The authors wish to thank the NGOs involved with the regularisation policy which helped in developing and implementing this study.
Contributors YJ conceived the study, is the coprincipal investigator, drafted the protocol and wrote the manuscript. CB-J conceived the study, is the coprincipal investigator, drafted the protocol and proof-read the manuscript. GF-L, AD, SC and DSC contributed to the study conception and protocol and proof-read the manuscript. PB, PC, IG and HW reviewed the protocol and proof-read the manuscript. All authors approved the version to be published and are responsible for its accuracy.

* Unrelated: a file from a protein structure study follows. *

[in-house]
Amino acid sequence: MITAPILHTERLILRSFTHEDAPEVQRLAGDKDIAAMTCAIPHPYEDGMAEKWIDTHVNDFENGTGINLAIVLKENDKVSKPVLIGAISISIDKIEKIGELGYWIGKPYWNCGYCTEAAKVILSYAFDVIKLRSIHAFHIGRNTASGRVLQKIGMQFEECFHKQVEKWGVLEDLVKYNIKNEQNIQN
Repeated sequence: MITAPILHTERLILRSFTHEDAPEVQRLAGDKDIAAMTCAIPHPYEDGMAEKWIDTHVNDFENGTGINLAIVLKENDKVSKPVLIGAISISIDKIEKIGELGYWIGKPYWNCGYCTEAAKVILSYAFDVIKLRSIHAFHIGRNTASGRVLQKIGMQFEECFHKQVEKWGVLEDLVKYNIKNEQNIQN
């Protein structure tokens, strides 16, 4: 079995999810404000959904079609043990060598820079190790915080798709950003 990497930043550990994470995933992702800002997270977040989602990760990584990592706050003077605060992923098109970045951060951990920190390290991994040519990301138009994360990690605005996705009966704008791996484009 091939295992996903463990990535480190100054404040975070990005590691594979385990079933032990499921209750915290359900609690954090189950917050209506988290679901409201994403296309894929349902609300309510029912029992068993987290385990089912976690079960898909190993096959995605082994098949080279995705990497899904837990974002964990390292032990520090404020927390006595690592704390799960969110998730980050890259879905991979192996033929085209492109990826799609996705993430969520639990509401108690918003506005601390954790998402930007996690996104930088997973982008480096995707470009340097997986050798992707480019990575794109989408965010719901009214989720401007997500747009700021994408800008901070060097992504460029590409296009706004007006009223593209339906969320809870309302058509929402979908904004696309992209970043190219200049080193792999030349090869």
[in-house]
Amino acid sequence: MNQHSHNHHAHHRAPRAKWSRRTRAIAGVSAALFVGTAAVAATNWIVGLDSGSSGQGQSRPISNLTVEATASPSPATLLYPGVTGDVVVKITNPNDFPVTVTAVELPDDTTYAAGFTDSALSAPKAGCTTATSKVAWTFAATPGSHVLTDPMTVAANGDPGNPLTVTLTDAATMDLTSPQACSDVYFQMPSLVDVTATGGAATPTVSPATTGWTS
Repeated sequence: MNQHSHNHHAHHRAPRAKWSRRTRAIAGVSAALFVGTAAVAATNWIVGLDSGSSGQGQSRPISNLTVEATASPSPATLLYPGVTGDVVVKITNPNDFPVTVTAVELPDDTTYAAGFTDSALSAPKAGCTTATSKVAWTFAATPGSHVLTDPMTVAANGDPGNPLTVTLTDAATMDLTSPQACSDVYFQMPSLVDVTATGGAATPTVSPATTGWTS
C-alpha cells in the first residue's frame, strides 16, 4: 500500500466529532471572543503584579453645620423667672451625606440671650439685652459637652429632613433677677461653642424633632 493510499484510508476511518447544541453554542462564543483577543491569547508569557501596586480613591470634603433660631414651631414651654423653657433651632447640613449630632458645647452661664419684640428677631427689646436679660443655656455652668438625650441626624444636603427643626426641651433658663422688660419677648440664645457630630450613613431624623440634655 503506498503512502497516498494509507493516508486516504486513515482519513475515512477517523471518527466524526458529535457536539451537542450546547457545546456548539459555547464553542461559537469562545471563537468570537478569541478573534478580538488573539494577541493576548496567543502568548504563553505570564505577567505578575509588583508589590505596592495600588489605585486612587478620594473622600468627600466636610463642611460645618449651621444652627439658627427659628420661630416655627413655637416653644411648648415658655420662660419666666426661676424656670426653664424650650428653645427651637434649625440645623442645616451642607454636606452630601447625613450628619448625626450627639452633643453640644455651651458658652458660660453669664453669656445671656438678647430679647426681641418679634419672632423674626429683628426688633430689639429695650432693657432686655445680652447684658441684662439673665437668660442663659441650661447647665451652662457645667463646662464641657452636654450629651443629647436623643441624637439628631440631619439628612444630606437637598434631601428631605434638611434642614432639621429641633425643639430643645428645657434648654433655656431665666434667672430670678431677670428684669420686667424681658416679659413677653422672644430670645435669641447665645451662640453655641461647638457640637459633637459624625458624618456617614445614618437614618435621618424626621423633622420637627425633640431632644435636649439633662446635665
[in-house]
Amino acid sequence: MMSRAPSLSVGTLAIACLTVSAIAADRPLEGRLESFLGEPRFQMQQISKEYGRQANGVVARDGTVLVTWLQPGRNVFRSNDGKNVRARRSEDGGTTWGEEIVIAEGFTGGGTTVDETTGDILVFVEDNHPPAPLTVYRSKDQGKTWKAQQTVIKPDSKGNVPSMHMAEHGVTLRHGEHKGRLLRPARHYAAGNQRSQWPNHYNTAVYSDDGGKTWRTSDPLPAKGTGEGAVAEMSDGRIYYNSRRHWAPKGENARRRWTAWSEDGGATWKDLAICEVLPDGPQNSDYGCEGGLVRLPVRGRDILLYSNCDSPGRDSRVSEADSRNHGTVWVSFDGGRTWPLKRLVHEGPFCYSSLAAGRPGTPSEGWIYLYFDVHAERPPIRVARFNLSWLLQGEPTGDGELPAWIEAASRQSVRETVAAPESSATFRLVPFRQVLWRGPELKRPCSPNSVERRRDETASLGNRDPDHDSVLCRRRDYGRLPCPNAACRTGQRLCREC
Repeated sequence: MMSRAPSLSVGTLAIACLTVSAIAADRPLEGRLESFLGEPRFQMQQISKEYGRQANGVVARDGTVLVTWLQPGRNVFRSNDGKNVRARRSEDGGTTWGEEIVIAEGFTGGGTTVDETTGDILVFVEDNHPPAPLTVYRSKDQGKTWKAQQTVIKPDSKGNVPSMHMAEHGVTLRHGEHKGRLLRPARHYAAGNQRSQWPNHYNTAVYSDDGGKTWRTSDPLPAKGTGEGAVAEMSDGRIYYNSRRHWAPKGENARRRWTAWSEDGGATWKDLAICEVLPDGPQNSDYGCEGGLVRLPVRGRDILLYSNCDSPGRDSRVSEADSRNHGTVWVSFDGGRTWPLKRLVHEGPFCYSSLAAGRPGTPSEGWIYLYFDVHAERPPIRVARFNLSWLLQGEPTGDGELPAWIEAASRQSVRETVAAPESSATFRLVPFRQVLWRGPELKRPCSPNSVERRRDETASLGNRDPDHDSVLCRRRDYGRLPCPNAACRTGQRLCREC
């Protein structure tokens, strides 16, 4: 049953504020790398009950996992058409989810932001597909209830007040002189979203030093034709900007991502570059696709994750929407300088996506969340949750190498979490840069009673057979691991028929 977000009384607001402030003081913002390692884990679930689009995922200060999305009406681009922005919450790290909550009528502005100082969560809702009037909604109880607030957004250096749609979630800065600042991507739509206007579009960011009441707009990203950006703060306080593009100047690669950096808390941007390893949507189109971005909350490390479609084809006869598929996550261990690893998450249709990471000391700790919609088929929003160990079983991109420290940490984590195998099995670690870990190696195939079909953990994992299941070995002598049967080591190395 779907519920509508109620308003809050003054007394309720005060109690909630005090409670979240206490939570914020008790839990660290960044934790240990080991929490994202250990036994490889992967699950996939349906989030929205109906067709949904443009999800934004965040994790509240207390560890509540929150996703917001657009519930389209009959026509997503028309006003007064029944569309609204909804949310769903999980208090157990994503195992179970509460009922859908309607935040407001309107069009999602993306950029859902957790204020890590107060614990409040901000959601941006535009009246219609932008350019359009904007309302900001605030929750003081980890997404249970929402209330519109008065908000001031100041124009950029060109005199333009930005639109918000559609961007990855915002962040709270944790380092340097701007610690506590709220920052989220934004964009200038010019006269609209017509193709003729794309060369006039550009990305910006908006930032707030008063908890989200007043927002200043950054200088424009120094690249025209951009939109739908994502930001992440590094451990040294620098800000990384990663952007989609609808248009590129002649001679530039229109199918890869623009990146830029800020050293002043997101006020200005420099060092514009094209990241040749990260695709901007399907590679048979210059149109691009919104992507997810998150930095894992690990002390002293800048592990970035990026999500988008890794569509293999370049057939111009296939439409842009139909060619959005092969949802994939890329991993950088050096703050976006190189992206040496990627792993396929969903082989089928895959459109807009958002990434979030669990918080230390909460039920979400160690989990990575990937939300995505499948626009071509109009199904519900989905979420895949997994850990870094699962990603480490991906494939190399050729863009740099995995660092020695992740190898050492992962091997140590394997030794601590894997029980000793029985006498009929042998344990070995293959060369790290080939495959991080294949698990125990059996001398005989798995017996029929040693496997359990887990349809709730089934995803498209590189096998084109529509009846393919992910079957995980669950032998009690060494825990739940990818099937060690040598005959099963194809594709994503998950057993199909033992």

Funding The Parchemins study is supported by the Geneva University School of Medicine, Fondation Safra, Geneva Directorate of Health, Geneva Directorate of Social Affairs, Swiss Federal Office of Public Health, the NCCR LIVES Project and the Swiss National Fund for Scientific Research (grant 100017_182208).
Competing interests None declared.
Ethics approval This study was approved by the Ethics Committee of Geneva Canton, Switzerland (CCER 2017–00897).
Provenance and peer review Not commissioned; externally peer reviewed.
Patient consent for publication Not required.